While India may miss the millennium development goal of reducing the maternal mortality rate (MMR) to 109 per 1 lakh live births by 2015, Jalandhar has achieved the same by reducing MMR to 94 per one lakh live births for the year 2014-15 as on December 1, 2014.
According to the data available with the Jalandhar civil hospital, the MMR for 2013-14 was 136 per 1 lakh live births and with consistent intervention of the health department this has been brought down to 94 per 1 lakh live births for the consecutive year.
District family and welfare officer Dr Gurmeet Kaur Duggal said, “The health department’s effort in registering pregnant women in their early months of pregnancy and keeping them under constant medical surveillance has helped reducing maternal mortality to a great extent.”
The data also suggests that overall maternal deaths in the district have also reduced. The number of total deaths in 2013-14 was 37 whereas till December 2014, the total numbers of maternal deaths was 25.
One of the main reasons behind this success has been the proper implementation of national rural health mission (NRHM) in the state.
India has been seeing a steady decline in maternal mortality. However, the latest figures suggest that it is 178 per 1 lakh live births and the survey was carried out in 2010-12. According to the data, the MMR of Jalandhar is better than the national average.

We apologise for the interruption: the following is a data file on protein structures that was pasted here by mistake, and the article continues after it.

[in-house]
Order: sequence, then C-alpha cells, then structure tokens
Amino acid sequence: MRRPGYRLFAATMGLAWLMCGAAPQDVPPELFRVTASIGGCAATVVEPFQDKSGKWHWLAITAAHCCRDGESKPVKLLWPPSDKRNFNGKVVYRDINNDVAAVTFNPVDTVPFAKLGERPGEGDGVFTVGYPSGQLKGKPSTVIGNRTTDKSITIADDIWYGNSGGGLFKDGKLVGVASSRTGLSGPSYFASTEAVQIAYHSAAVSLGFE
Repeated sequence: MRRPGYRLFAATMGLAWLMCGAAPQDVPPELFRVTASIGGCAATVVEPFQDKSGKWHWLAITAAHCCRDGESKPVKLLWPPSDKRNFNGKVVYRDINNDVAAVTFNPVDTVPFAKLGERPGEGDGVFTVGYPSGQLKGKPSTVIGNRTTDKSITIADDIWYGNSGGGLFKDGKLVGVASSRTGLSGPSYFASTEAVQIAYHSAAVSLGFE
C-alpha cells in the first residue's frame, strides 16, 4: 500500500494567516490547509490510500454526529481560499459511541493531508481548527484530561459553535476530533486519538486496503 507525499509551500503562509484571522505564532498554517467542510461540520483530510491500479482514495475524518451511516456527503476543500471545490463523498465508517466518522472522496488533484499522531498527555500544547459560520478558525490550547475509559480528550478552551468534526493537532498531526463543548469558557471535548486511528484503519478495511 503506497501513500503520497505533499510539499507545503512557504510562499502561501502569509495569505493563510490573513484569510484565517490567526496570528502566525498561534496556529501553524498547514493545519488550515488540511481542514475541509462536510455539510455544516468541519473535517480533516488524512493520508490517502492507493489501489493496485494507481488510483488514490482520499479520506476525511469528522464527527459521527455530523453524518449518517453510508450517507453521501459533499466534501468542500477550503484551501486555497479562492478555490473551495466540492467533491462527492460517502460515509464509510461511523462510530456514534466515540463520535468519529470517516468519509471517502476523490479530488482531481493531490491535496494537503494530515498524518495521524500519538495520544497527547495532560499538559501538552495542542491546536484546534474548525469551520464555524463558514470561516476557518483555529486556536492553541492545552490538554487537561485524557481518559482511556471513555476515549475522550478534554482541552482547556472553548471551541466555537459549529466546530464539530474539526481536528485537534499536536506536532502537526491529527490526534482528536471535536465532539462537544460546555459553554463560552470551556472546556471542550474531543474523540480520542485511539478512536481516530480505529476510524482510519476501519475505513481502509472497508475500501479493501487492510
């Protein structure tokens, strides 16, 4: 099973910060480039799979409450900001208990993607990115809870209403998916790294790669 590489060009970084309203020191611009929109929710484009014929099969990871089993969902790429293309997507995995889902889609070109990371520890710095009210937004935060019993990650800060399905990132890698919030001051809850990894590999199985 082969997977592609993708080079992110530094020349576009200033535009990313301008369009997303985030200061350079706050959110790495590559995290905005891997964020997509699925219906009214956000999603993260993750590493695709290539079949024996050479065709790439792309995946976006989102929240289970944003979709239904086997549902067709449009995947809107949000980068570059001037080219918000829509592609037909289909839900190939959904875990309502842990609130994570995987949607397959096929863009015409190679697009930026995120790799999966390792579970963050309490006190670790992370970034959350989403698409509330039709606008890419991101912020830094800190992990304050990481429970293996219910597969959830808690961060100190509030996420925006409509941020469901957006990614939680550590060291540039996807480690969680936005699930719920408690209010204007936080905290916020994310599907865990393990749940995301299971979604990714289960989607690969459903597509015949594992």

“The health department also emphasises on early detection of high-risk pregnancy and all the auxiliary midwives have been trained for the purpose. At the same time due to the introduction of the 108 ambulance services, the peripheral areas are now well connected with the district, which has come as a boon for the pregnant women,” Dr Gurmeet Kaur said.
Despite all the efforts put in by the health department it is the migrant population which is now contributing to the maternal mortality in the state. Mothers belonging to lower economic social strata suffer from nutritional deficiencies leading to complications during pregnancy.
According to the data collected from the civil hospital, most women facing severe complications during pregnancy are from the lower social economic strata in urban areas.
Though early intervention by the health department through its NRHM programme has succeeded in providing neo-natal care to women from rural areas of the state, the urban migrants and migrant labour population in the district are still to be covered under the government programmes.
Of a total of 25 deaths in 2014-15, 17 were that of urban poor.“The government is going to introduce the urban health mission. It will be easier for us to monitor the urban migrants and migrant labour population in the district,” the district family and welfare officer said.
She added that still there are many families which are avoiding the procedure of institutional delivery as they rely on conventional methods of employing midwives.